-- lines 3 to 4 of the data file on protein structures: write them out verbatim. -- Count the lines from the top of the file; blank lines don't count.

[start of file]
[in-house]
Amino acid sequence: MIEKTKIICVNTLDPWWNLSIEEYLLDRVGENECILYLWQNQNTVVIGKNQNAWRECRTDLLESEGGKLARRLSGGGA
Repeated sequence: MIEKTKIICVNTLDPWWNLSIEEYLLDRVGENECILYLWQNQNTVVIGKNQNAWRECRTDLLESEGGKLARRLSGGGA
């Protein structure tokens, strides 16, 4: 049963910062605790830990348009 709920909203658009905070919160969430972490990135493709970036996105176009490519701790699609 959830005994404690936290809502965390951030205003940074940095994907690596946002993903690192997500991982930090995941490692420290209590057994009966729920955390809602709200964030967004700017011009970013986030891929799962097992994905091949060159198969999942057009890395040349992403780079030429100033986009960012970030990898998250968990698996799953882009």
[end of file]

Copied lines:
Repeated sequence: MIEKTKIICVNTLDPWWNLSIEEYLLDRVGENECILYLWQNQNTVVIGKNQNAWRECRTDLLESEGGKLARRLSGGGA
């Protein structure tokens, strides 16, 4: 049963910062605790830990348009 709920909203658009905070919160969430972490990135493709970036996105176009490519701790699609 959830005994404690936290809502965390951030205003940074940095994907690596946002993903690192997500991982930090995941490692420290209590057994009966729920955390809602709200964030967004700017011009970013986030891929799962097992994905091949060159198969999942057009890395040349992403780079030429100033986009960012970030990898998250968990698996799953882009």